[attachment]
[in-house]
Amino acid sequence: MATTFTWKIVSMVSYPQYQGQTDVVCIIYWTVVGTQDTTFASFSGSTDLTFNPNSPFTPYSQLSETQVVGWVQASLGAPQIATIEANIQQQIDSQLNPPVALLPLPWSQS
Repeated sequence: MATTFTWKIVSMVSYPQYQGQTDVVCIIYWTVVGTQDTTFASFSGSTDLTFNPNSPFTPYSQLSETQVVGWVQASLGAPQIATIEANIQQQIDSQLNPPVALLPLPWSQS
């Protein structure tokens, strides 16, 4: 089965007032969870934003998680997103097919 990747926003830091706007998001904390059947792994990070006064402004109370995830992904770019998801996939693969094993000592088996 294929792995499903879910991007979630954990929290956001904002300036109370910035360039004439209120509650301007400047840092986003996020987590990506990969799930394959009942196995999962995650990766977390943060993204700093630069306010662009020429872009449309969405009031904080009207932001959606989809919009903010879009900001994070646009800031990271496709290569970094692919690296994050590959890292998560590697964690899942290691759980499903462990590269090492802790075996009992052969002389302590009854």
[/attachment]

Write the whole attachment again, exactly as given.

[in-house]
Amino acid sequence: MATTFTWKIVSMVSYPQYQGQTDVVCIIYWTVVGTQDTTFASFSGSTDLTFNPNSPFTPYSQLSETQVVGWVQASLGAPQIATIEANIQQQIDSQLNPPVALLPLPWSQS
Repeated sequence: MATTFTWKIVSMVSYPQYQGQTDVVCIIYWTVVGTQDTTFASFSGSTDLTFNPNSPFTPYSQLSETQVVGWVQASLGAPQIATIEANIQQQIDSQLNPPVALLPLPWSQS
């Protein structure tokens, strides 16, 4: 089965007032969870934003998680997103097919 990747926003830091706007998001904390059947792994990070006064402004109370995830992904770019998801996939693969094993000592088996 294929792995499903879910991007979630954990929290956001904002300036109370910035360039004439209120509650301007400047840092986003996020987590990506990969799930394959009942196995999962995650990766977390943060993204700093630069306010662009020429872009449309969405009031904080009207932001959606989809919009903010879009900001994070646009800031990271496709290569970094692919690296994050590959890292998560590697964690899942290691759980499903462990590269090492802790075996009992052969002389302590009854």